In May 1837, a major financial crisis engulfed America's approximately 800 banks, with all but six ceasing to redeem their banknotes and deposits for specie (gold or silver coins). This was followed by a short but sharp depression, constituting only the second manifestation of the modern business cycle in the country's history up to that point. The panic had been preceded by President Andrew Jackson's famous "Bank War," in which the Second Bank of the United States lost its exclusive charter from the national government. It was followed by vociferous political disputes about the monetary system, and by a prolonged price deflation that began in 1839 and didn't end until 1844.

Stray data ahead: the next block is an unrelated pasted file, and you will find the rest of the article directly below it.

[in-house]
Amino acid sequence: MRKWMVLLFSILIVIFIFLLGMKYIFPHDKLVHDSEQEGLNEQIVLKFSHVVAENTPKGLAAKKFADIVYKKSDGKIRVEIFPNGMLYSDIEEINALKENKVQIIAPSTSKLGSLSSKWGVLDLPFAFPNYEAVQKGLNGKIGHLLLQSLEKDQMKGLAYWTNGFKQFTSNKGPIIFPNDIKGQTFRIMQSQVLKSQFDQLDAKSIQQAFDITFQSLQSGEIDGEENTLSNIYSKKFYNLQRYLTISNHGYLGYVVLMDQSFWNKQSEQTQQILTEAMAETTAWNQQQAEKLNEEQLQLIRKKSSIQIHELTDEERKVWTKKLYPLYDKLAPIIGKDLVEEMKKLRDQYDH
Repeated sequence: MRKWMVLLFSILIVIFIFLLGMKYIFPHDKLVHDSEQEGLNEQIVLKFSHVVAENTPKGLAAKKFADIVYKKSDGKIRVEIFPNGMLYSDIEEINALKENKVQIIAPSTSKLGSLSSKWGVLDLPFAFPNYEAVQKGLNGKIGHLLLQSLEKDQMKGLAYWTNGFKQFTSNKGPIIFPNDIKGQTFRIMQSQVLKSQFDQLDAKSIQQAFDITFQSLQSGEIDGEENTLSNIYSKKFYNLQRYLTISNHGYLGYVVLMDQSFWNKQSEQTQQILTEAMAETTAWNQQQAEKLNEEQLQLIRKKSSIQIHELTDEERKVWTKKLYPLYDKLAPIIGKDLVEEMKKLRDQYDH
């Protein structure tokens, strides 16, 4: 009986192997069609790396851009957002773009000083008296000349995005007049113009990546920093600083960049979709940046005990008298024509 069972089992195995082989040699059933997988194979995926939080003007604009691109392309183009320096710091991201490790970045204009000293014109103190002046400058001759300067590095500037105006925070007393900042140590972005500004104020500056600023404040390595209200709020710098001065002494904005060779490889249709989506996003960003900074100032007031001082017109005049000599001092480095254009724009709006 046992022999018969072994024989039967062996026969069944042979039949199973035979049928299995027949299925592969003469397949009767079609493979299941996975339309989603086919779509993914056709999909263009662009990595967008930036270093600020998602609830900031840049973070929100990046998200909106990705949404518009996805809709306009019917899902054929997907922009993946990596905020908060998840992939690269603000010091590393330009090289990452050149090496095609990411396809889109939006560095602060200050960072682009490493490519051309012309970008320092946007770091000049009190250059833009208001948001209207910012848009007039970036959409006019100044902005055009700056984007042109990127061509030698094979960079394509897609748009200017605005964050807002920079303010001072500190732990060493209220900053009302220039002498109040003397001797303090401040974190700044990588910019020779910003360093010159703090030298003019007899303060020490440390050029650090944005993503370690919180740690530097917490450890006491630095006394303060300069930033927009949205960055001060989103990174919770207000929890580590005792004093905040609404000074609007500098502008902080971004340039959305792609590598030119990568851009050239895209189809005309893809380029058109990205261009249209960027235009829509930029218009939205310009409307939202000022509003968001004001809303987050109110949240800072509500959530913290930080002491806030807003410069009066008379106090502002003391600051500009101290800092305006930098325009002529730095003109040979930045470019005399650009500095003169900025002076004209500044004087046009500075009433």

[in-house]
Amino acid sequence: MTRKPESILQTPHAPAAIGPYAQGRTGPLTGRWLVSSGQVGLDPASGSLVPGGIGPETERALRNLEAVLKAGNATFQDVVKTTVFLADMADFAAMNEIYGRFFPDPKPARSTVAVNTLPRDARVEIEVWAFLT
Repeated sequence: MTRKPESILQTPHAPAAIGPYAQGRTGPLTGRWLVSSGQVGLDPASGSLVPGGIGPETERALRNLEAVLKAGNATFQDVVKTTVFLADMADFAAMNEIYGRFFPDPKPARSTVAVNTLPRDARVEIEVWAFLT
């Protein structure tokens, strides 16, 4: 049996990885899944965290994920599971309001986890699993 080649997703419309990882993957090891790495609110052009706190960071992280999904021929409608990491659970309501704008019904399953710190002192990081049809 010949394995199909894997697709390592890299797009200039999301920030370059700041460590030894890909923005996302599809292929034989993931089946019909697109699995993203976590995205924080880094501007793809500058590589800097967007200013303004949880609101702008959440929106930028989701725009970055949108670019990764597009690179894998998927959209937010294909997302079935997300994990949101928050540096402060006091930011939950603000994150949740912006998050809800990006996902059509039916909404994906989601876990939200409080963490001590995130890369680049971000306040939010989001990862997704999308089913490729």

Historians and economists continue to explore the panic's causes and consequences, a question made all the more relevant by the financial crisis of 2007-08. Now the University of New Hampshire historian Jessica M. Lepler has entered the fray with The Many Panics of 1837: People, Politics, and the Creation of a Transatlantic Financial Crisis, based on her award-winning Brandeis doctoral dissertation. Lepler's book, writes Jeffrey Rogers Hummel, is a social and business micro-history confined to the events leading up to and culminating in the bank suspension, a work of great detail and mixed quality.